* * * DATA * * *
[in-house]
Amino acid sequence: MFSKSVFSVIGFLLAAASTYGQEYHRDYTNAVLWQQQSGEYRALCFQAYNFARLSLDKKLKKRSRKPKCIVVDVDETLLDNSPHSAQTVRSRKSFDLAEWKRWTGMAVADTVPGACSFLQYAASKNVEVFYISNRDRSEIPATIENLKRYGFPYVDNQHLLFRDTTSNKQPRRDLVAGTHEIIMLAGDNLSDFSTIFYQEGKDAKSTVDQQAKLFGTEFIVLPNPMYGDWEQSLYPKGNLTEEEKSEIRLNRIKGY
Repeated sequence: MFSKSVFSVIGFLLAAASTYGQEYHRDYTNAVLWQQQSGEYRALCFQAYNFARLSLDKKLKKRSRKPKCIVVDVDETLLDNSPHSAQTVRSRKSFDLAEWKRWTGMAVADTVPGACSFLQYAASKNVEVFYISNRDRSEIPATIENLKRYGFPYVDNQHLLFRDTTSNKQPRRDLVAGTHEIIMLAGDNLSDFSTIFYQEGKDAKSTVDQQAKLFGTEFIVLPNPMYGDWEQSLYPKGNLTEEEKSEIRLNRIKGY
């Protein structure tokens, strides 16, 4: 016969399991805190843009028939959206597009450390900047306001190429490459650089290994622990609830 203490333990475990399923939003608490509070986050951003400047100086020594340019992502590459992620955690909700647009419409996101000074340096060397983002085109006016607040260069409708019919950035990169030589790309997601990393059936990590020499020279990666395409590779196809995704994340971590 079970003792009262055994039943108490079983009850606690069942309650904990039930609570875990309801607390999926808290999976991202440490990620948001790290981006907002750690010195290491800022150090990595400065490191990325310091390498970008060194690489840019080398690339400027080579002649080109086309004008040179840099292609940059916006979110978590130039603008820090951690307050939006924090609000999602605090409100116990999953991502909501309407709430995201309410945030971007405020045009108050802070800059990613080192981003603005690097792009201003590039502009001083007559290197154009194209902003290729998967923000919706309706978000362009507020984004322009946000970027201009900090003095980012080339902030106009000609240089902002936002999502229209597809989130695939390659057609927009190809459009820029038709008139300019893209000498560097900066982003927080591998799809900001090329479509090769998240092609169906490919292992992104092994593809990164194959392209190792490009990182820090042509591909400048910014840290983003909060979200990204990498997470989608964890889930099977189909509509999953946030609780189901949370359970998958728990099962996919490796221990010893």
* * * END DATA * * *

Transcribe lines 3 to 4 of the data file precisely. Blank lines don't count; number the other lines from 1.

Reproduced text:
Repeated sequence: MFSKSVFSVIGFLLAAASTYGQEYHRDYTNAVLWQQQSGEYRALCFQAYNFARLSLDKKLKKRSRKPKCIVVDVDETLLDNSPHSAQTVRSRKSFDLAEWKRWTGMAVADTVPGACSFLQYAASKNVEVFYISNRDRSEIPATIENLKRYGFPYVDNQHLLFRDTTSNKQPRRDLVAGTHEIIMLAGDNLSDFSTIFYQEGKDAKSTVDQQAKLFGTEFIVLPNPMYGDWEQSLYPKGNLTEEEKSEIRLNRIKGY
């Protein structure tokens, strides 16, 4: 016969399991805190843009028939959206597009450390900047306001190429490459650089290994622990609830 203490333990475990399923939003608490509070986050951003400047100086020594340019992502590459992620955690909700647009419409996101000074340096060397983002085109006016607040260069409708019919950035990169030589790309997601990393059936990590020499020279990666395409590779196809995704994340971590 079970003792009262055994039943108490079983009850606690069942309650904990039930609570875990309801607390999926808290999976991202440490990620948001790290981006907002750690010195290491800022150090990595400065490191990325310091390498970008060194690489840019080398690339400027080579002649080109086309004008040179840099292609940059916006979110978590130039603008820090951690307050939006924090609000999602605090409100116990999953991502909501309407709430995201309410945030971007405020045009108050802070800059990613080192981003603005690097792009201003590039502009001083007559290197154009194209902003290729998967923000919706309706978000362009507020984004322009946000970027201009900090003095980012080339902030106009000609240089902002936002999502229209597809989130695939390659057609927009190809459009820029038709008139300019893209000498560097900066982003927080591998799809900001090329479509090769998240092609169906490919292992992104092994593809990164194959392209190792490009990182820090042509591909400048910014840290983003909060979200990204990498997470989608964890889930099977189909509509999953946030609780189901949370359970998958728990099962996919490796221990010893």